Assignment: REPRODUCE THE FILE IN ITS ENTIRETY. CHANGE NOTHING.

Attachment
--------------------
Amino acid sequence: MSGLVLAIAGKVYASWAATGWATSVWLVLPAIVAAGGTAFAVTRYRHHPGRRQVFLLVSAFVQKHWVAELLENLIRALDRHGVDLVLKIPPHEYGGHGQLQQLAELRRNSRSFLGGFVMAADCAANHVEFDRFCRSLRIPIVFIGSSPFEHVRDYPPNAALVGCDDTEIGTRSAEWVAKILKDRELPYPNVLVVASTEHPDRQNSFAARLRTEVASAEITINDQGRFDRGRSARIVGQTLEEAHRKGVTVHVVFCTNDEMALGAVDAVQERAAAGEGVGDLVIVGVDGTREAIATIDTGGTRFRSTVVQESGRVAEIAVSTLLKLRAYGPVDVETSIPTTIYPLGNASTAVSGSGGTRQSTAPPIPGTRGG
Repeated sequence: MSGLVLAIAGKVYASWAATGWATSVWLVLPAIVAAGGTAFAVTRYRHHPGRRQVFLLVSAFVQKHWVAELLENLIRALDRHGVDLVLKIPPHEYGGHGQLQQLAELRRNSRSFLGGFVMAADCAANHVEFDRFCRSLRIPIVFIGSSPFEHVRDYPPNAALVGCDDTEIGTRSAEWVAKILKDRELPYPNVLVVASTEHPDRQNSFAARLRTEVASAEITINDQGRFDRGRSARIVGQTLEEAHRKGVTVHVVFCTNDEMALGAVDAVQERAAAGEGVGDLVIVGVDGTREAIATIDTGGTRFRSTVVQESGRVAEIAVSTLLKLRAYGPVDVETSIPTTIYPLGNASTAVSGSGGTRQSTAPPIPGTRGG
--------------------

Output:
Amino acid sequence: MSGLVLAIAGKVYASWAATGWATSVWLVLPAIVAAGGTAFAVTRYRHHPGRRQVFLLVSAFVQKHWVAELLENLIRALDRHGVDLVLKIPPHEYGGHGQLQQLAELRRNSRSFLGGFVMAADCAANHVEFDRFCRSLRIPIVFIGSSPFEHVRDYPPNAALVGCDDTEIGTRSAEWVAKILKDRELPYPNVLVVASTEHPDRQNSFAARLRTEVASAEITINDQGRFDRGRSARIVGQTLEEAHRKGVTVHVVFCTNDEMALGAVDAVQERAAAGEGVGDLVIVGVDGTREAIATIDTGGTRFRSTVVQESGRVAEIAVSTLLKLRAYGPVDVETSIPTTIYPLGNASTAVSGSGGTRQSTAPPIPGTRGG
Repeated sequence: MSGLVLAIAGKVYASWAATGWATSVWLVLPAIVAAGGTAFAVTRYRHHPGRRQVFLLVSAFVQKHWVAELLENLIRALDRHGVDLVLKIPPHEYGGHGQLQQLAELRRNSRSFLGGFVMAADCAANHVEFDRFCRSLRIPIVFIGSSPFEHVRDYPPNAALVGCDDTEIGTRSAEWVAKILKDRELPYPNVLVVASTEHPDRQNSFAARLRTEVASAEITINDQGRFDRGRSARIVGQTLEEAHRKGVTVHVVFCTNDEMALGAVDAVQERAAAGEGVGDLVIVGVDGTREAIATIDTGGTRFRSTVVQESGRVAEIAVSTLLKLRAYGPVDVETSIPTTIYPLGNASTAVSGSGGTRQSTAPPIPGTRGG